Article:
And that’s the real winner here. It’s one of the fatal flaws of college football that – as you read this – at least 75 teams are already effectively eliminated from winning the 2021 national championship. Now, in fall camp, every single team in college football can at least think there’s a dream of a chance to get into the playoff.

With that said, who loses?

Not to be cheeky, but … the losers. There’s only one winner of the College Football Playoff. Everyone else suffers a loss. Don’t discount how much coaches and athletic directors love ending the season with a bowl win.

The Pac-12 and Big 12 … maybe. More often than not, the top SEC and Big Ten teams are likely going to be in. It wouldn’t be crazy to have half the playoff made up of those two conferences. What’s the revenue dispersion going to be? How mad would a Power Five conference be if it got shut out, like the Pac-12 would’ve been last year?

Potentially, the players. However, this all might tie together with the new Name, Image & Likeness world – because the term NIL makes everyone sleepy – in that the top players could market themselves come playoff time. Bigger stage, brighter lights, more opportunities. But that’s just for the superstars.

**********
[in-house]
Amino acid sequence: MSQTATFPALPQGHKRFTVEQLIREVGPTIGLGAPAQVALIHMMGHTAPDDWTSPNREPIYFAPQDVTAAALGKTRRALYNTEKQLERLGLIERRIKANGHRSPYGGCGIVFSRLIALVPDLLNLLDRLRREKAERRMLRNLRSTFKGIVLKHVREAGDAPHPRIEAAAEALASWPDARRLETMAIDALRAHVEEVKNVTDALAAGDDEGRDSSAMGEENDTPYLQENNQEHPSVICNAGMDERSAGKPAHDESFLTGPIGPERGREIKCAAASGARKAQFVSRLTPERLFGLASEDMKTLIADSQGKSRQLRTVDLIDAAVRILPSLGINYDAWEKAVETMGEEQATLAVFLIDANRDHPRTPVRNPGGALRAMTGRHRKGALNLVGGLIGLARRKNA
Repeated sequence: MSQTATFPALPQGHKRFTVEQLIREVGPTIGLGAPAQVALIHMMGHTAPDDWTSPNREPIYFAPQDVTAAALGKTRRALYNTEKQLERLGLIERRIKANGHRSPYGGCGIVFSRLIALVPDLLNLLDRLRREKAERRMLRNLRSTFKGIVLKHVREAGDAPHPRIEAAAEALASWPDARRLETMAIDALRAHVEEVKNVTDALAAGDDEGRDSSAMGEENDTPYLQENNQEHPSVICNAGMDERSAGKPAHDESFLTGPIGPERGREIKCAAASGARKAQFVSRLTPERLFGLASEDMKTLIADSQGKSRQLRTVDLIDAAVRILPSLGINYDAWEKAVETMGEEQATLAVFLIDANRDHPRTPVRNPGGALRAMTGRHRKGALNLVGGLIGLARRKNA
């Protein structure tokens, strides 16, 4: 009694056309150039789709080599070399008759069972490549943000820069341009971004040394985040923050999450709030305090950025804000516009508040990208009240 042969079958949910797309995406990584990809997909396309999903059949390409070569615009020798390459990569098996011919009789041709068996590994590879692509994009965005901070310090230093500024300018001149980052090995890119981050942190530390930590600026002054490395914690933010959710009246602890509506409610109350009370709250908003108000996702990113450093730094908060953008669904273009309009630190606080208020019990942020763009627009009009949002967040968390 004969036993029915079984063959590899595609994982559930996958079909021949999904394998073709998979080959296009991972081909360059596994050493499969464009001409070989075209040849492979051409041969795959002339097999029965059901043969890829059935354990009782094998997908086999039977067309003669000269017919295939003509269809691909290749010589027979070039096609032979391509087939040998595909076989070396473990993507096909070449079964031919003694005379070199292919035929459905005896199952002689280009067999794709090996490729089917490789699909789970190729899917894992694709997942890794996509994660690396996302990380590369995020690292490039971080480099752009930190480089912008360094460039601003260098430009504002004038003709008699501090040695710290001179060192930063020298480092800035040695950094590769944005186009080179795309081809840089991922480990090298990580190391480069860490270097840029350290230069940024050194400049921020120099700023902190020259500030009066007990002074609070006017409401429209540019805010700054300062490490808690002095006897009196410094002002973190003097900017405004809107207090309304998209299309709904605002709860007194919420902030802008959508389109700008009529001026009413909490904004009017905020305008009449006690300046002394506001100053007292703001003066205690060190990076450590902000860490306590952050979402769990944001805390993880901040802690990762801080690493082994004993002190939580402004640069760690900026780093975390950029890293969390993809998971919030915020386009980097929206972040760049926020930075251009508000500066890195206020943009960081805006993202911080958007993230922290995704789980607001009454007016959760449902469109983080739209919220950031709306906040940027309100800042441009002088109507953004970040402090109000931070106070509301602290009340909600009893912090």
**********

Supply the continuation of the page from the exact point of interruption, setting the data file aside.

For the rank and file players, they’re about to make a whole lot of money for other people.

Potentially, the No. 1 seed. Without a reseed after the first round, the No. 4 could effectively get the reward the 1 should’ve had.

If this was 2014, and if Boise State upset Baylor in the first round, that would’ve meant the No. 4 seed would’ve played the CFP 20th-ranked team and the No. 1 seed would’ve played the 8/9 winner. That effectively nullifies the advantage to being the 1.

The bowl season, depending on how this gets set up. The minor bowls will always be the minor bowls – the mediocre teams will still get to go have their fun – but the mid-range bowls totally lose their importance.

2020 might have exposed how unnecessary the end-of-season exhibitions are, but the expanded CFP really does crush the spirits of those teams outside of the top 12.

Again, remember, this is just a proposal. However, it would’ve have come this far already if the College Football Playoff types didn’t pretty much know that this would fly.

Now, just watch. The next two four-team College Football Playoffs will be epic and fans will be against change, but this is a must.

The College Football Playoff is probably going to expand, and it’ll be okay.